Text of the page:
“But for whom?”

The Editors

Photograph of the view through a train window, taken by Laura Wilson somewhere between London and Middlesbrough, October 2022. Image courtesy of the artist.

November 2, 2022

A series of protests in museums have raised the question of whether it is justifiable to destroy a work of art in order to advance a cause. The less palatable issue is whether it is effective. In Joseph Conrad’s The Secret Agent (1907), the anarchist Verloc is tasked with perpetrating an outrage that will shock the middle classes out of their apathy. His commissioners call him in to discuss targets: “Of course, there is art. A bomb in the National Gallery would make some noise.” But the idea is quickly dismissed. “There would be some screaming, of course, but from whom? Artists—art critics and such like—people of no account. Nobody minds what they say.” Ouch. The saboteurs decide instead to launch an attack on science, because “any imbecile that has got an income believes in that.”1

When climate activists threw soup at a van Gogh in the National Gallery, they knew that the painting was protected by glass. Does the symbolic nature of the protest strengthen or diminish it? After all, the suffragette Mary Richardson felt no such qualms about taking a meat cleaver to Velázquez’s Rokeby Venus (1647). The issue becomes daily more acute: last week I witnessed anarchists torch a car in protest at the gentrification of central Athens and two days later joined a reading in support of Alaa Abd el-Fattah, currently imprisoned in Egypt for his pro-democracy writings.2 With Alaa preparing to refuse all food and water from the start of COP27 in Sharm el-Sheikh, it was hard to suppress the feeling that a car in flames might better express the collective anger than the recitation of some lines, however moving. After the readings, the talk turned to recent works of art—notably Latifa Echakhch’s recent installation at Venice—that suggested a wider and darker desire for destruction. Only later did it occur to me that the conversation carried undertones.

Perhaps all we can say with any degree of certainty, at least in the space afforded here, is that we are living through a crisis of faith in the ways that our societies attribute value to ideas and objects, works of art included. Frieze London, as so often, presented an eloquent snapshot of these tensions. Ten days before he became prime minister, Rishi Sunak and his wife (combined estimated net worth: 844 million dollars) were photographed at the fair’s VIP preview. This was at the same time that a collapse of investor confidence in the government was threatening to bring down the British economy. Sales at the art fair, according to reports, were strong this year: collectors had rushed to take advantage of the freefalling pound. What does it say of a society that investment in art correlates with the immiseration of millions?

The impulse to burn things down is, on occasion, at least understandable. But before we get there, let’s give some context to the aforementioned bomb-throwers: Verloc is a government agent whose false-flag operation is designed to mobilize public support for a crackdown on political dissent; Mary Richardson might have been slashing canvases for women’s rights, but she later became a leader of the British Union of Fascists. The soup-throwers should be credited for recognizing that when Heine wrote that “where they burn books, they will end by burning people,” he did not discriminate between good and bad books or the righteousness of the cause. Whether these actions meet with sympathy among a wider public, and will catalyze the desired changes of behavior, remains to be seen.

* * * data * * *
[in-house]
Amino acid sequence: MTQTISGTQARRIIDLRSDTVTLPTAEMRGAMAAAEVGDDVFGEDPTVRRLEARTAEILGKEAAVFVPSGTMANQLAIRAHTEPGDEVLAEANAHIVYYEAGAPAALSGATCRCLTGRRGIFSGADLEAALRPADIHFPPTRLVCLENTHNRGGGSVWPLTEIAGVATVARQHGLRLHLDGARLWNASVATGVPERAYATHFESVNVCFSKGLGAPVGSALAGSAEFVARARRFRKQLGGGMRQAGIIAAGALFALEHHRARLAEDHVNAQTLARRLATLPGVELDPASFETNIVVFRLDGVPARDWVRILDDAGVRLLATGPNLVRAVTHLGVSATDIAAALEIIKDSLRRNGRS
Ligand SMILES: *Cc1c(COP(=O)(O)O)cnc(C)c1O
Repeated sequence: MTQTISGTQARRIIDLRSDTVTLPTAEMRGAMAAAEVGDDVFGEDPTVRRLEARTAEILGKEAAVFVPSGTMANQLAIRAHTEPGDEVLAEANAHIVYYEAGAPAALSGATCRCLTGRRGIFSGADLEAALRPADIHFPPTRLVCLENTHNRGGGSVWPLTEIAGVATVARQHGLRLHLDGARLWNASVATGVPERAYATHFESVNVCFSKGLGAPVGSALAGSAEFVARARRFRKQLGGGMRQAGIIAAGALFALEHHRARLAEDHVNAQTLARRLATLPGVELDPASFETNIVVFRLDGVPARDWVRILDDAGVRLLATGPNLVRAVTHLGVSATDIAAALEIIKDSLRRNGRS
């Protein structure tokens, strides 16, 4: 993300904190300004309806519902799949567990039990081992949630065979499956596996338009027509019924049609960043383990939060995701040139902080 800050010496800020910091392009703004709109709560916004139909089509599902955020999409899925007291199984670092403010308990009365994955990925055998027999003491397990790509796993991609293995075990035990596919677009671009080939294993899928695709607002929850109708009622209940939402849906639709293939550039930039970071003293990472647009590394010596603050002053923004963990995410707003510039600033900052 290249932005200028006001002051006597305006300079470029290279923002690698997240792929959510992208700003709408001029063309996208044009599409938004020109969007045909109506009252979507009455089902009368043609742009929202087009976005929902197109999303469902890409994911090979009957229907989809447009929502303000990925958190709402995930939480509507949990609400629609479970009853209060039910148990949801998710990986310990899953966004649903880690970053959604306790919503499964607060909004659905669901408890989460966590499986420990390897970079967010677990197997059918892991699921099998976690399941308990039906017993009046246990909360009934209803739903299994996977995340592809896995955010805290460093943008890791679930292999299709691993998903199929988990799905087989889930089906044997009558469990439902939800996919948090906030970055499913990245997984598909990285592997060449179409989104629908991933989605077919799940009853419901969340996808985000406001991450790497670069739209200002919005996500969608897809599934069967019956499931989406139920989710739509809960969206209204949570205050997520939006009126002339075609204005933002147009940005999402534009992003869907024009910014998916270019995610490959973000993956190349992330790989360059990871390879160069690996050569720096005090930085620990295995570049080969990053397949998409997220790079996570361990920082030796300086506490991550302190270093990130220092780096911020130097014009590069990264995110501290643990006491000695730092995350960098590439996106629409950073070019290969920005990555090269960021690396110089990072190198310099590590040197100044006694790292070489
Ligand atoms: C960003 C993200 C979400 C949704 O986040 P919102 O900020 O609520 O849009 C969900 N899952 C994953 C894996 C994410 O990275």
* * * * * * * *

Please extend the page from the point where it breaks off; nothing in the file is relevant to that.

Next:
While we would maintain that bomb-throwing has its place, it is not in these pages (or at least not yet). Instead, this month’s program is dedicated to the more laborious, if less obviously heroic, job of considering how ideas are bound up in objects and images, to reflect on what they reveal of their times and places, and to imagine how one might inflect the other. We’ll publish reports from biennials in Japan, Mexico, Norway, and Thailand; case studies in the trend towards the political instrumentalization of art institutions in Eastern Europe and the ways Gulf modernisms are shaping national identities in the region; and our usual program of reviews from around the world. All this in the hope—the conviction!—that sharing ideas about the societies in which we live is a critical practice of more than no account.

Each month, to accompany the editors’ letter, we publish a photograph from an artist’s place of work. This month we feature an image taken from the train on which Laura Wilson was working while traveling across the UK. The Belfast-born artist’s work considers how history is carried and evolved through everyday materials, trades, and craftsmanship. Her sculptural installation Gutted is on view as part of “IN-SIDE-OUT-SIDE-IN” at Site Gallery, Sheffield through December 22.


Joseph Conrad, The Secret Agent: A Simple Tale (1907). Published by the Gutenberg Project: https://www.gutenberg.org/files/974/974-h/974-h.htm


“‘Dead or free’: Alaa Abd el-Fattah escalates hunger strike,” Al Jazeera (November 1, 2022): https://www.aljazeera.com/news/2022/11/1/dead-or-free-alaa-abdel-fattah-escalates-hunger-strike.

Editorial, Use Value & Exchange Value, Climate change, Art Market
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November 2, 2022

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